From School Library Journal
Gr 1-4-Jake, a young Inuit boy, has trouble with his puppy: Kamik has a mind of his own and won't obey him. How will he ever learn to be the great sled dog Jake hopes for? His grandfather comes to the rescue by telling tales of how the Inuit have been raising sled dogs for generations and how to train the dogs to behave. "Adapted from the memories" of Uluadluak, a real-life elder from Arviat, Nunavut, this is less a story than an obedience-training guide or a manual about dogsled teams. While this title offers some sound advice that would benefit any dog owner, such as being patient and kind in order to win a dog's trust, it will have limited appeal to general audiences. The writing is competent and suited to independent reading, but characterizations are kept to a minimum. The colorful watercolor and ink illustrations are lively, suggest movement in action scenes, and convey the Inuit characters and setting. However, facial expressions aren't differentiated, and, despite the fact that this book is based in memory, there isn't a real sense of an exact time frame. There is no glossary of Inuit words or pronunciation guide. This will be of interest mostly to readers in the Far North and/or those familiar with dogsled racing and/or Inuit culture.-Carol Goldman, Queens Library, NYα(c) Copyright 2013. Library Journals LLC, a wholly owned subsidiary of Media Source, Inc. No redistribution permitted.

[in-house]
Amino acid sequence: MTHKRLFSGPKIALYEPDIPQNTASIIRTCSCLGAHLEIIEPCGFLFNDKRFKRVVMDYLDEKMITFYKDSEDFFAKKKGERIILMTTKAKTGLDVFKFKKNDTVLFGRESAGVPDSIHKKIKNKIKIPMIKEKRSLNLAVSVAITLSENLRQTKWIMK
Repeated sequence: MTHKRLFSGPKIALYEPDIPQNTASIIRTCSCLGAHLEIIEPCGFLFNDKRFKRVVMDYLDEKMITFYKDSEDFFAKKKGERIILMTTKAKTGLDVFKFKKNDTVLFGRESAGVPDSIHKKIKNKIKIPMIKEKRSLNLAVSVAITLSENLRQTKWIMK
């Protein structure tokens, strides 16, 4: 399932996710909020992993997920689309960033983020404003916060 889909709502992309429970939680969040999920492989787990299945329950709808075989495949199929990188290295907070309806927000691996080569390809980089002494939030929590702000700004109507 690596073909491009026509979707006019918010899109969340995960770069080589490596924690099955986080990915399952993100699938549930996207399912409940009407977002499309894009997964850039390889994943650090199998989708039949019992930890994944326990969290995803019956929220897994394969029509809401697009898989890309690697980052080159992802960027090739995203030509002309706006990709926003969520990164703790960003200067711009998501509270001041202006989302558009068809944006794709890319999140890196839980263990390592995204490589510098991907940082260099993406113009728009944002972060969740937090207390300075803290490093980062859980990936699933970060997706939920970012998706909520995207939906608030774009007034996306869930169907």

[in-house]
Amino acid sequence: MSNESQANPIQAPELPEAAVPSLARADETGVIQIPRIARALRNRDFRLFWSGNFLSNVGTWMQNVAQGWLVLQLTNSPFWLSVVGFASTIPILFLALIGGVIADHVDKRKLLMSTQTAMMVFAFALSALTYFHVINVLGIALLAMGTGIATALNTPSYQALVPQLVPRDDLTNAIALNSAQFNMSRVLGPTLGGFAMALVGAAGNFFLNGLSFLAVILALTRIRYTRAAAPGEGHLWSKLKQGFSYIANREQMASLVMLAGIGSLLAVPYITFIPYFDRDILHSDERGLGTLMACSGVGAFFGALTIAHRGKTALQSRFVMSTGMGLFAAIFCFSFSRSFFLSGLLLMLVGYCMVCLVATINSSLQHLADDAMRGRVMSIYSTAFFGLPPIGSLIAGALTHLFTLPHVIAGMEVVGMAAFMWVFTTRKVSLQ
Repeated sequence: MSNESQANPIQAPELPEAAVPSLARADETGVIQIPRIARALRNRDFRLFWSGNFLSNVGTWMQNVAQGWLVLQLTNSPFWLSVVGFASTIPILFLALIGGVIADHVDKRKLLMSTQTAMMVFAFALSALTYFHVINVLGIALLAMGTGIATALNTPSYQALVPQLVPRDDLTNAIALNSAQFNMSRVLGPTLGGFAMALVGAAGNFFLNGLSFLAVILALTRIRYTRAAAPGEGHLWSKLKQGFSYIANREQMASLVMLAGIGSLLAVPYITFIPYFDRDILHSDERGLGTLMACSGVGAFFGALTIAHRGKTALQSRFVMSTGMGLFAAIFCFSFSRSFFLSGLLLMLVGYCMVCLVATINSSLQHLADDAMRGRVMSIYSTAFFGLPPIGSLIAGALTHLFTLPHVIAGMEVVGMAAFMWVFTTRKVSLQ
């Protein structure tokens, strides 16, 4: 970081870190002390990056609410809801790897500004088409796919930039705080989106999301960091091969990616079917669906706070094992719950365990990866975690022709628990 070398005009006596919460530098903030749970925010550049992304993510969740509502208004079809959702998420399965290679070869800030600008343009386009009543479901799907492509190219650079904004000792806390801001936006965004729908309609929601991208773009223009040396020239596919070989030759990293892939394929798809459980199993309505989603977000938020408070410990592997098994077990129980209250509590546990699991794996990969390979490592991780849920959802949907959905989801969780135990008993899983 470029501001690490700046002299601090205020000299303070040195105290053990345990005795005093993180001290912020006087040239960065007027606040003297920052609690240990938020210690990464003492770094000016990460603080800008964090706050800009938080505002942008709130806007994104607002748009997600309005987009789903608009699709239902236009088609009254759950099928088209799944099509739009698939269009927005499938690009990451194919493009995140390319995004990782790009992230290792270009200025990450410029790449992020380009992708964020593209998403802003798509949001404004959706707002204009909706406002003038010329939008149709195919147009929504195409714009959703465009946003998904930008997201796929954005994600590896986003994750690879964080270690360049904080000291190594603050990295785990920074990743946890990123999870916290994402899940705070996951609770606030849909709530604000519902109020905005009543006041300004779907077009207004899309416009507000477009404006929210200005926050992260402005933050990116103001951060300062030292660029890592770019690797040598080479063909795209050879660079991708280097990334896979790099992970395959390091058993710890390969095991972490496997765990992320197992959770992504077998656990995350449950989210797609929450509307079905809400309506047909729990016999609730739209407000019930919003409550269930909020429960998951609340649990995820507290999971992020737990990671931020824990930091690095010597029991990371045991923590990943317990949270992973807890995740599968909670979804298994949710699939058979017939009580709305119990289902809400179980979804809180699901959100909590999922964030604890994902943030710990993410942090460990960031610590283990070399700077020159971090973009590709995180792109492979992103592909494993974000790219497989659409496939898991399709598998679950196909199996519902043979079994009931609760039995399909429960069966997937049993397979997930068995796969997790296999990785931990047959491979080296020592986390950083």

About the Author
Donald Uluadluak is an elder from Arviat, Nunavut. He was raised on the land by his grandparents, who hunted game for survival. He was an elder advisor for the Nunavut Department of Education for several years. Recently he retired and began recording memories and recollections from his life to publish as books for future generations. Qin Leng works as a designer and illustrator in Toronto. She graduated from the Mel Hoppenheim School of Cinema and has received many awards for her animated short films and artwork. She has published numerous picture books for publishers worldwide.